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i'd like to ask you, what do you do about overpayment on disability benefits? getting them back, can you give us an overview? >> yes. we've issued a report on that. we feel the social security administration could do a much better job not only in preventing overpayments but also they waved permanently repayment of about -- over $2 billion, i think, over a ten-year period of time, we think that they're not properly processing work requirements. when people start working, they're supposed to report that to social security and then they're supposed to take action but they weren't effectively processing the returns very quickly for the work requirements because then they should take them off the disability roles and cut off their payments. >> i want to ask you a general question here. i'm sure like every congressman, i get constant complaints from
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people who are on disability and nobody can figure out why they're disabled. what are you doing about that and what can you do about it? can you comment on your position on that problem? >> yes, we do always have audits under way to look at the processes for the initial disability claims, what they're doing on continuing disability reviews. they're supposed to continue to evaluate these people. we've made lots of recommendations to improve the process over there. some of them have been implemented, some of them have not been implemented. some require legislative action. >> how often do you check somebody? if i'm on disability for a bad back today, how often do i have to be checked or see if it's on the up and up? >> it depends on -- we've made recommendations that they target better criteria on that sort of thing. they're supposed to be reviews on a regular basis. i can provide for the record what that schedule is but there
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is a schedule. they're behind in meeting the schedule, they have backlogs of cases. >> i'm out of time but i'll talk to you later off the camera. >> i thank the gentleman. the chair recognizes himself for a series of questions. i want to thank all of you for your input today and the informative dialogue that we've had. additionally, i would be remiss if i didn't thank our staff here. it certainly is just an unbelievab unbelievable herculean job our staff does on a regular basis to not only prepare the members of congress but to really look in detail at the reports mr. dodaro that you provide so i want to acknowledge them. additionally i'd like to recognize a previous colleague, dr. coburn, obviously this was part of his brain trust and the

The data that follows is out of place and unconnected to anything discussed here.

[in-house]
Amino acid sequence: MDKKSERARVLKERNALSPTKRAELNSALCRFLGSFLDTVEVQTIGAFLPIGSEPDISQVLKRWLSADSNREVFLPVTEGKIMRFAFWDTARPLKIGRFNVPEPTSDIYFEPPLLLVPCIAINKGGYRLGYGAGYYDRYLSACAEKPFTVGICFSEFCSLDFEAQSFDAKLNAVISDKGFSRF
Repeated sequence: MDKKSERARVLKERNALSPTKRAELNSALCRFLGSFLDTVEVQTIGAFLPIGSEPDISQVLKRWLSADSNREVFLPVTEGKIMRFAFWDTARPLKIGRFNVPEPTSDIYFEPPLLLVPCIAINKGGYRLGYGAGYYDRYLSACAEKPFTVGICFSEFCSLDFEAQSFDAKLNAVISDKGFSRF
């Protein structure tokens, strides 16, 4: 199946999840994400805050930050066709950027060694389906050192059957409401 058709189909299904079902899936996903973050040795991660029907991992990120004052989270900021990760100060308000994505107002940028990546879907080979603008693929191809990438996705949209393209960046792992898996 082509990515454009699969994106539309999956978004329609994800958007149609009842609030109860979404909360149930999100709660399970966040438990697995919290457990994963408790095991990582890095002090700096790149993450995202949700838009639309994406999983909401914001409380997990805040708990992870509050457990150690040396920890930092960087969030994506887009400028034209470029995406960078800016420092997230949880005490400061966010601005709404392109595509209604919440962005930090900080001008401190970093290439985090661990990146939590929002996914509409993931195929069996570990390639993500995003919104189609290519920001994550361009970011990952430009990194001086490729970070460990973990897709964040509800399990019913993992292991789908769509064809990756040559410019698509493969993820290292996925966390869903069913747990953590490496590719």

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fact that we have duplicative services so long past him leaving the upper chamber we continue to see the fruits of his vision and so i want to acknowledge that as well, mr. dodaro, i want to come to you and certainly thank you and your staff and really for the other witnesses just to let you know if gao ain't happy, i'm not happy and i'll just put it very bluntly, we're reading what they have. and i think in a bipartisan way we're willing to attack it. there may be some ideologically differing views on what we should attack first but as much as i've tried to make gao being a political instrument, they won't do that. they keep it in a non-partisan -- in fact, there are times when i want them to be outraged and you get the calm cool gene dodaro there going "well, we need to address this and address that."
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and i can't -- you know, i can't evoke emotion out of him. so i would say that because it's a benefit, i really believe to the three of you who were here today because you've been asked to testify because the implementation of those recommendations have really fallen short of where most of us believe it should and i say that in a kind way but when you don't implement the majority, words like "we're making progress "are like nails on a chalk board to me because what i want to do is see a matrix so what you're going to get done, when you're going to get it done so that's what i would ask you. mr. dodaro, one of the things that has been shared with me is about shared services. and so we've had john come in a couple times talking about the benefits of potentially using shared services.